And today's last word in business is: Bidding War.
The real estate market has been heating up in some popular locations - like the Hamptons.
STEVE INSKEEP, HOST:
And this week, two Wall Street types competed for a narrow lot bordering both of their properties there. And when we say narrow, the strip of land is almost 1,900 feet long - 1900 feet long and one foot wide.
Saturday in Buenos Aires, Argentina, the International Olympic Committee will announce the host of the 2020 Summer Games. The committee is choosing from among Istanbul, Madrid and Tokyo. The contenders all have strong selling points, but each also has serious issues clouding its bid.
There is something new and different for home mortgages: Jumbo loans are being made at lower interest rates than traditional home loans. That's kind of like a first class airplane ticket being cheaper than riding in coach.
At first this seems crazy. For as long as anybody can remember, homeowners have had to pay a premium to get jumbo loans. That's because they're not guaranteed by the federal government. If they're not guaranteed, they're riskier, so they cost more in interest payments.
Originally published on Tue September 10, 2013 10:52 am
Here's a bit of news that might make you drop that chicken nugget midbite.
Just before the start of the long holiday weekend last Friday, the U.S. Department of Agriculture quietly announced that it was ending a ban on processed chicken imports from China. The kicker: These products can now be sold in the U.S. without a country-of-origin label.
The National Security Agency has the keys to most Internet encryption methods and it has gotten them by using supercomputers to break them and by enlisting the help of private IT companies, The New York Times and The Guardian are reporting.
Suntory's 30-year-old Hibiki whiskey took home the top award at the International Spirits Challenge in 2003. This unexpected triumph was Japanese whiskey's big coming-out party on the global spirits stage.
Originally published on Thu September 5, 2013 5:31 pm
Scotland is the de facto king of whisky. But now an unlikely challenger — Japan — is making a name for its whiskey far beyond its borders. Unfortunately for Americans, this highly coveted Japanese whiskey is very hard to come by.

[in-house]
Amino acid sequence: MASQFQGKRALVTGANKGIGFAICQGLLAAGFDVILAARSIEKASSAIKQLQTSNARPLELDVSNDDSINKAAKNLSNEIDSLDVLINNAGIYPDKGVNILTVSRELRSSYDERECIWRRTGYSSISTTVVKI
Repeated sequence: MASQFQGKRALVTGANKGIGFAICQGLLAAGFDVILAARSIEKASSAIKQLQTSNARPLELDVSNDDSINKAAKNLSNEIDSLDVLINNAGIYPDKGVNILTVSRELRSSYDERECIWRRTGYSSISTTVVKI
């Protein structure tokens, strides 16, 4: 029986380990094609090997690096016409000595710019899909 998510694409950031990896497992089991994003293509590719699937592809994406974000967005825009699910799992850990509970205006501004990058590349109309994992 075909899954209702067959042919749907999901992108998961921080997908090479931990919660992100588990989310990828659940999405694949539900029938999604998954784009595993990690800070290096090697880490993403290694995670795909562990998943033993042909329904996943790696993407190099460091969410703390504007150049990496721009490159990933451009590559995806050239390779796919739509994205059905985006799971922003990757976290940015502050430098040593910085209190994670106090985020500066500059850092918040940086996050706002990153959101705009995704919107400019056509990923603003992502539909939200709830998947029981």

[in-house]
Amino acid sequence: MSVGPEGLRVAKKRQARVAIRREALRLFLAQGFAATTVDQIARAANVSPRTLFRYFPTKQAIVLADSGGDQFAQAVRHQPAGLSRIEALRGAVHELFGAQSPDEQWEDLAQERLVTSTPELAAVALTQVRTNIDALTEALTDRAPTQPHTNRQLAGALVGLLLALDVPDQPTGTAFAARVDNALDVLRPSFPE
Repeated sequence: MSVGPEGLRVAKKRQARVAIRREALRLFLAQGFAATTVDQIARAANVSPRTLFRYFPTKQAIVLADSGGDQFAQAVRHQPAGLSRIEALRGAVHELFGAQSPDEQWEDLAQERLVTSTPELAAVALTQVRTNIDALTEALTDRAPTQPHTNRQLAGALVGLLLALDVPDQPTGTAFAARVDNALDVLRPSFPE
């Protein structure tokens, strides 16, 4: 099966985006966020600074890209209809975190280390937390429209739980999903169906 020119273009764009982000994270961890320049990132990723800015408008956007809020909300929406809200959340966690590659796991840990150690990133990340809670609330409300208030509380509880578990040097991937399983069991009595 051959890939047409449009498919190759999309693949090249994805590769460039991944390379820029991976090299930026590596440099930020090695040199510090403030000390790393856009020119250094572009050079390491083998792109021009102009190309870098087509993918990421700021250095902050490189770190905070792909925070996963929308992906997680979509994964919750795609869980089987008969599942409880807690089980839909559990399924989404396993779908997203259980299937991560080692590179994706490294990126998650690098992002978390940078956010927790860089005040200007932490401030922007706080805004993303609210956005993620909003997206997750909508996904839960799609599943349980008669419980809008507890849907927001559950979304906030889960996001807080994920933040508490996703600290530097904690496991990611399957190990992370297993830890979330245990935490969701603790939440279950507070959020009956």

Originally published on Thu September 5, 2013 3:27 pm
A quick scan of Craigslist reveals a curious market for not just smartphones and computers but the empty packaging of smartphones and computers. On my local Craigslist, a MacBook Pro box — "box only," as the sales pitches read — goes for $19. A MacBook Air box will cost you $15. And a Samsung Galaxy S4 box sells for $10.
A waiter serves patrons at Tony's Restaurant, part of the Casablanca Hotel in New York's Times Square. The custom at some restaurants of automatic gratuities for larger parties might change because of an IRS rule change.
Originally published on Thu September 5, 2013 12:51 pm
Gratuity included? A new IRS rule could end, or at least curtail, the practice.
The Internal Revenue Service will soon begin classifying automatic gratuities as service charges that are taxable as regular wages and subject to payroll tax withholding. Currently, they're considered tips, and it's up to the wait staff to report them as income.
With its meticulous criminal craftsmen, cheap labor and, by some accounts, less effective law enforcement, Peru has in the past two years overtaken Colombia as the No. 1 source of counterfeit U.S. dollars, says the U.S. Secret Service, protector of the world's most widely traded currency. ...
Companies that collect and sell information about you are usually pretty secretive about what they have on you. But one of the biggest data brokers is now letting consumers have a peek.
Yesterday, the Acxiom Corp. set up a website where people can look themselves up. It's called AboutTheData.com. As NPR's Martin Kaste reports, some of the first people to try it were the data industry's critics.